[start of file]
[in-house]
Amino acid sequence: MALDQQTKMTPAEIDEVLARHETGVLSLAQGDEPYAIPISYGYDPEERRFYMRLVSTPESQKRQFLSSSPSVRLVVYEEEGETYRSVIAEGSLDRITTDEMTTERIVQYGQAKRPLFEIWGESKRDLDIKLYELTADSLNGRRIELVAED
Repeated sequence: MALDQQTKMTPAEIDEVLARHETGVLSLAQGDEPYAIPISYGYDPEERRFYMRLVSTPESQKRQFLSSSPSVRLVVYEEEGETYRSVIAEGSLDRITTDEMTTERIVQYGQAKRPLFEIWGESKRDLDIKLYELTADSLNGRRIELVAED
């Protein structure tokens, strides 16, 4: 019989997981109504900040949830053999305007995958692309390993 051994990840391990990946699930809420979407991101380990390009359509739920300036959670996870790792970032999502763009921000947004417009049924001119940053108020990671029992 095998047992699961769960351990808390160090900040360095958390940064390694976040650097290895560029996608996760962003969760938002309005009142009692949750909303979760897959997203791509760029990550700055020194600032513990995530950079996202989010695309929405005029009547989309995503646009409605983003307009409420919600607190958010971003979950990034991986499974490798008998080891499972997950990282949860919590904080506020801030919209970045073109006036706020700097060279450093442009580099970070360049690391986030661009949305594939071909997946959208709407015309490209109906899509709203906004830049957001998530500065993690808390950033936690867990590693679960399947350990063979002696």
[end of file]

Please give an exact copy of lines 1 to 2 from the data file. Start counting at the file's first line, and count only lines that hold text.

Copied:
[in-house]
Amino acid sequence: MALDQQTKMTPAEIDEVLARHETGVLSLAQGDEPYAIPISYGYDPEERRFYMRLVSTPESQKRQFLSSSPSVRLVVYEEEGETYRSVIAEGSLDRITTDEMTTERIVQYGQAKRPLFEIWGESKRDLDIKLYELTADSLNGRRIELVAED